In fact, we swallow the lie of sin and death so completely, that even when shown the enormity of grace, we try to figure out how to harness it and use it to trick God, to get away with something, to prove ourselves worthy or better than someone else, to have our cake and eat it to. We almost can’t even grasp with our imaginations that God chooses us so fully and completely that we can’t mess that up.  Surely it will be lost if we don’t do something to secure or earn or maintain it!

Paul is calling the bluff. 
He is exposing the illusion for what it is.  And he is saying we are freed – totally set free – from living like this. We don’t have to – we can live in newness of life. You’ve already died, Paul says, you’re so drawn into Christ’s relationship with God, so completely united with him that his death is your death and his resurrection will be your resurrection, so nothing, nothing, can separate you from the love of God in Christ Jesus, not in this life or the next. 
  
But even when we hear it, or know it, we’re going to forget it.
 A thousand times a day we will forget.
And I will tell you, the lazy way is to forget; it’s easier to succumb to the urges than to exercise self-control.  
To judge and dismiss others is simpler than confessing your own weakness and being willing to be changed.  
To shut people out is simpler than opening up and risking being known – for a while.  
To forgive is harder than keeping a grudge– up to a point.  
To indulge in what feels good in the moment feels better than having to think about the future or your responsibility to yourself and those around you – until it doesn’t. 
All these things feel good or easy for a while, and then they feel crushing. They feel like shackles and chains. They feel like death, and they lead to more death, loneliness, isolation, shame, hatred, and despair.

But when we trust in God’s love, in the grace in which we already stand, we find ourselves empowered by God’s Yes to do the hard thing despite our fear  – to be brave, to be open, to step out, to speak up, to confess, to forgive, to live free from the baggage and the corrosion.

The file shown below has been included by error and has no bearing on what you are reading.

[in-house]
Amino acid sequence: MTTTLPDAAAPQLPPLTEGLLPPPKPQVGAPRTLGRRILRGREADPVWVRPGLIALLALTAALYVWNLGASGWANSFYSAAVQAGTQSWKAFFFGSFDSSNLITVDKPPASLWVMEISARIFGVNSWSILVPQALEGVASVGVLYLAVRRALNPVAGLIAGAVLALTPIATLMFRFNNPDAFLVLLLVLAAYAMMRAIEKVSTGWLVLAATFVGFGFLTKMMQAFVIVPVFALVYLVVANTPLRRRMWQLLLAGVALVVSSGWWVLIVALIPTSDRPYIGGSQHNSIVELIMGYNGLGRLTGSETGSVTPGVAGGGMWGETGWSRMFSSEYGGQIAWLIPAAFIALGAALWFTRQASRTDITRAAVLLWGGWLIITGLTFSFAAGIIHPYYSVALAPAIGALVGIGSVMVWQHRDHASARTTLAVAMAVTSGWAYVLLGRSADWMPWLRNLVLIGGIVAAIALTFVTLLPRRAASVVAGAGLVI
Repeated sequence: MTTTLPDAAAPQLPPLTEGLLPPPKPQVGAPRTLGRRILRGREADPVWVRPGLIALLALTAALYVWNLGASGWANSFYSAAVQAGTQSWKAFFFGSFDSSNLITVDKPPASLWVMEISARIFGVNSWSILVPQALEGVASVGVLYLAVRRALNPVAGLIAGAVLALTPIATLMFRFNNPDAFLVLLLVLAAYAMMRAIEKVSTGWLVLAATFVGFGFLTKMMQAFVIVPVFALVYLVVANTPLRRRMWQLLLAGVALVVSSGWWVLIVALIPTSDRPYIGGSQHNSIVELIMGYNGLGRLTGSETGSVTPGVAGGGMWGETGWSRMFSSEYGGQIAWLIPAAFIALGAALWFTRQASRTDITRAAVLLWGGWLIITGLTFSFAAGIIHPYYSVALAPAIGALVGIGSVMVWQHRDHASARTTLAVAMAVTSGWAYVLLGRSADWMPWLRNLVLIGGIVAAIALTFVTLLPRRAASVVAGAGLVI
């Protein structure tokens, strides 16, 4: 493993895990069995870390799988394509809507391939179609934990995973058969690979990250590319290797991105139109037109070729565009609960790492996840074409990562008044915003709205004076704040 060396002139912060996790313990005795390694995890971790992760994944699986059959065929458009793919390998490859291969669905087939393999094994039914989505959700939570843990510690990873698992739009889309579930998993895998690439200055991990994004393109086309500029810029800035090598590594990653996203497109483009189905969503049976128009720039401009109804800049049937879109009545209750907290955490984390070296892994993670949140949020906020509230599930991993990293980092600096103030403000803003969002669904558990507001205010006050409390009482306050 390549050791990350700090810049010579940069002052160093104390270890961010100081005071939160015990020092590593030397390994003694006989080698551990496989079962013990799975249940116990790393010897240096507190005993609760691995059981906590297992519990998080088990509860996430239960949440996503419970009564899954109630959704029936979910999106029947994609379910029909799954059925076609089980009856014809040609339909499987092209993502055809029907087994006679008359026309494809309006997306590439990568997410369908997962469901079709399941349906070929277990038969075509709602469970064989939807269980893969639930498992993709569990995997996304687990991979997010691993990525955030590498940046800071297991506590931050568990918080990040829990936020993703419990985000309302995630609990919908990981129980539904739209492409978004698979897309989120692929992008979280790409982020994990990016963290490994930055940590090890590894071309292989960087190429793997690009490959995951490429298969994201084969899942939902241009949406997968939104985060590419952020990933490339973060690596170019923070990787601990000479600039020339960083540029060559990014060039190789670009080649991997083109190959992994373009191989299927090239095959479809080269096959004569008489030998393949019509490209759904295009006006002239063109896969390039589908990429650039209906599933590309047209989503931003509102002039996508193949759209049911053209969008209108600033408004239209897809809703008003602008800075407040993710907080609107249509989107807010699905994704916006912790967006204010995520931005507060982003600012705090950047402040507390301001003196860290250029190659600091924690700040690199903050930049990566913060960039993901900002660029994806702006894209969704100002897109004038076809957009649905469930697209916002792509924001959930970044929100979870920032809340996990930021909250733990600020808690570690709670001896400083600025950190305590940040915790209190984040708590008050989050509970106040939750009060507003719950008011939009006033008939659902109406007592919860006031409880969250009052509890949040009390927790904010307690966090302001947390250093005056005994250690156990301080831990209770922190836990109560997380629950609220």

And grace leads to more grace; it multiplies and spreads.  So when we forget, the grace is there to meet us and pull us into life once again. When we forget – even if we forget so far we feel stuck, we are never beyond the grace of God, that invites us to live the truth, the real reality – that in Christ Jesus we have been set free.

When we experience grace, when we really taste forgiveness and freedom and life in the way God made life to be, it makes us want to respond out of that fullness, to keep living in its freedom.  It makes us want to walk in newness of life.  
Grace, real grace, makes us want to have chosen Jesus when we were four years old and keep on trusting God every single day, because we discover that living that way brings joy.

And it sparks the imagination!
What if we lived in God’s yes every day, as often as possible, like we really are free? What if we were guided by love instead of fear? 
Free to forgive someone who hasn’t earned it? 
Free to help a stranger just because? 
Free to say no more when we need rest? 
What if we lived like we were really free to share our true self, even if it might be rejected?
Free to admit weakness and help each other stand?  
Free to breathe through the defensive anger bubbling up inside and give ourselves a time out? 
Free to see others and ourselves through the eyes of God’s love and act out of that place?  What if we believed there was enough for everyone and so we shared generously and freely? 
What if we trusted that God loved us all so we respected and honored every single person?  
What if, each day, we presented ourselves to God as instruments of righteousness, that is, we said, Dear God, use me to bring your healing, peace, love and hope, to a sin-sick and weary world? 

So, then, sisters and brothers, if nothing can stop God’s Yes to us, should we continue in sin that grace may abound? Hell no!  We are dead to that game.  Let’s walk in newness of life! Let’s live in God’s Yes, in the joy and freedom that grace empowers, and see what happens next!


Amen.